Getting errors when moving or just accessing files on your hard drive? Is your hard drive making noise? Or maybe your just experiencing slow file loading speeds? While getting a new hard drive would fix pretty much any of these problems, there are simpler ways to identify and repair issues regarding your file storage.
Most of these methods involve simple programs that allow you to find issues and fix them before they cause any larger problems. Below is a short list of software you can use to identify and fix hard drive issues, as well as some other handy tips to keep your storage devices in top shape.
Software for error diagnosis and regular maintenance
There is a huge amount of free programs made for hard drive diagnostics, from the most basic Windows Error Checking tool to full-fleshed commercial programming. Most hard drives these days use S.M.A.R.T. (Self-Monitoring, Analysis, and Reporting Technology) to help users monitor the status and healthiness of the drive.
Special software can decode and compile this data to give you a perspective on whether your hard drive is working OK or is it about to die. And don’t worry about paying anything as there is plenty of free software out there for your needs. Below are a couple free hard drive diagnostics tools:
- Windows’ Error Checking tool – while this doesn’t offer as much as third party programs, it offers plenty of information for most users. Since this was built more as a command tool rather than a full-fleshed program, you can take a look at this short guide to using Windows Error Checking by Lifewire
- SeaTools by Seagate – one of the most popular hard drive diagnostics tools on the market, used by regular consumers and professionals alike. This software works with any hard drive, not just Seagate ones and is very safe since it doesn’t have to run from the very drive you’re checking.
- HD Tune – another great tool for checking hard drives for problems, that uses S.M.A.R.T. technology, with an optional premium version with even more data. Note that it only works on Windows OS.
Ways of backing up data
Back up your files in whatever way you can, whether it be online or on a separate hard drive! Having at least one extra copy of all your files is a must have to keep all your data safe. All of the methods below are viable ways to back up your data and the optimum way to do it would be backing it up in two or more places to absolutely remove any chance of losing your data:
- Copy files to an external hard drive
- Use cloud storage services
- Use network attached storage (NAS)
External hard drives are the same as the internal ones inside your PC’s case, except they connect via external ports, whether it be USB or eSATA. So logically you can place or copy important files on it to have a replacement if your main drive fails. While this is a relatively costly option for some, it is pretty convenient as the backup storage device is always in your possession for when you might need it. Flash drives can also be used, but they can store very little data at a time.
Cloud storage services charge a low amount of money per month and rent you enough space to store a copy of your files on their internet servers. This is a pretty convenient way of backing up your files since you can access it from any device over the internet and it doesn’t require any extra gear. The main downside is a higher possibility of data loss from cloud storage companies, caused by either hacking (notorious Apple’s iCloud hack, for example) or the company bankrupting. Also, accessing data will depend more on internet speed, which is relatively slow when compared to any hard drive.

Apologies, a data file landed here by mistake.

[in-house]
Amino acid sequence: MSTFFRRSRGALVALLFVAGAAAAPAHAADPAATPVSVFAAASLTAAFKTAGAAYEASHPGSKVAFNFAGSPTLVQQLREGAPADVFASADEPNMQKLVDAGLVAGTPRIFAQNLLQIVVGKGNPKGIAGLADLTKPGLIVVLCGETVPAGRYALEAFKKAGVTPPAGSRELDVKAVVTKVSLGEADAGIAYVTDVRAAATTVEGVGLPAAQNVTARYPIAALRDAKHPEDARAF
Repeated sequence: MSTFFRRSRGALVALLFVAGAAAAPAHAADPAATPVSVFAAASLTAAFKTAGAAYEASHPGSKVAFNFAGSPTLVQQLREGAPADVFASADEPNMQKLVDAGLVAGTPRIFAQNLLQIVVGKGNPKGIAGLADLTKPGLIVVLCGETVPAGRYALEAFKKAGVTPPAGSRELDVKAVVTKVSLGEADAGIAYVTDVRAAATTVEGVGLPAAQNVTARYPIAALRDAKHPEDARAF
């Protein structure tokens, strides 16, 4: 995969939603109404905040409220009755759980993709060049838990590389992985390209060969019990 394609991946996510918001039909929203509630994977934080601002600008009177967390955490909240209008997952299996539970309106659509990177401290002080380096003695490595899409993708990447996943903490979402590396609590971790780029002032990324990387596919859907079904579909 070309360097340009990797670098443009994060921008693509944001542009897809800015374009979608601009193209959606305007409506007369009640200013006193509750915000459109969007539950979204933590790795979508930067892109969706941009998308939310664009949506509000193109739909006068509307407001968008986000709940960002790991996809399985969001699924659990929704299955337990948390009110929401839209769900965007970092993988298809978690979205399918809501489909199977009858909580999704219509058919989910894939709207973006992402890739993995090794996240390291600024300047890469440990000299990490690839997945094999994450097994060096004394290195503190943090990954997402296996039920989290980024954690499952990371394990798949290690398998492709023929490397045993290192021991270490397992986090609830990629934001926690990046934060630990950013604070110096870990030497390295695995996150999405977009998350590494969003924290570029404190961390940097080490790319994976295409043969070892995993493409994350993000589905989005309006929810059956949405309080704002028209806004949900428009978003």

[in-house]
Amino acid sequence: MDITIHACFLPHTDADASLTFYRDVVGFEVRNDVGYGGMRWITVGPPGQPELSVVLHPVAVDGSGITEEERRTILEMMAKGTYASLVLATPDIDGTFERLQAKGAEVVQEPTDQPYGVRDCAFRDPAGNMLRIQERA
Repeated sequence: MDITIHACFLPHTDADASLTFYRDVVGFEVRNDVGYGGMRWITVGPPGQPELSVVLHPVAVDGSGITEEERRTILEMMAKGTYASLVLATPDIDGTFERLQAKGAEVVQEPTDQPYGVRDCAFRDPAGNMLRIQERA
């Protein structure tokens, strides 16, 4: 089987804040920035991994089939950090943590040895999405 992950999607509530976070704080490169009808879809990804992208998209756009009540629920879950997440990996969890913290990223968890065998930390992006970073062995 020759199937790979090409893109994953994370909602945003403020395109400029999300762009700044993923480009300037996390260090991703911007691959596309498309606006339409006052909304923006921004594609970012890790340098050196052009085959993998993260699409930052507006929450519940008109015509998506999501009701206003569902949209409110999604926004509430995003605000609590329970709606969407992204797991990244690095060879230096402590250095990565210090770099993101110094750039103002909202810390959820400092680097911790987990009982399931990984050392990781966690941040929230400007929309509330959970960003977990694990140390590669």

Network attached storage or NAS can be somewhat described as your own personal cloud. NAS are basically one or more hard drives that connect to other devices via the internet and the vast majority of them back up data automatically. While this might seem appealing, NAS can be very costly and require a more complicated setup than any of the previous backup methods.
This isn’t as much a deterrent to data loss or errors as it is a way to increase the speed at which your hard drive loads files, which gets lower as time goes on. In Layman’s terms, when you access files on your computer, you see only the one file you’re working with, however, for the hard drive this file is made up of many fragments and if those fragments are scattered around to whatever free space there was when the file was was created, accessing it will take longer.
This is where defragmentation comes in – it tidies up the hard drive by making sure fragments of the same file are as close as possible, which lets the hard drive access it quicker. Same as with diagnostics, Windows provides a defragging tool by default, however, most other free defragging tools will do a better job, one of the more popular one being Defraggler.
Note that SSDs work differently to hard disk drives – to simplify, they access data electrically rather than mechanically, so purely shoveling data together as you would on an HDD may not make much of a difference in how well the SSD works. This is why specialists advise to not put the extra stress of defragging on SSDs as it is largely unnecessary, with most defragging tools providing extra options for SSDs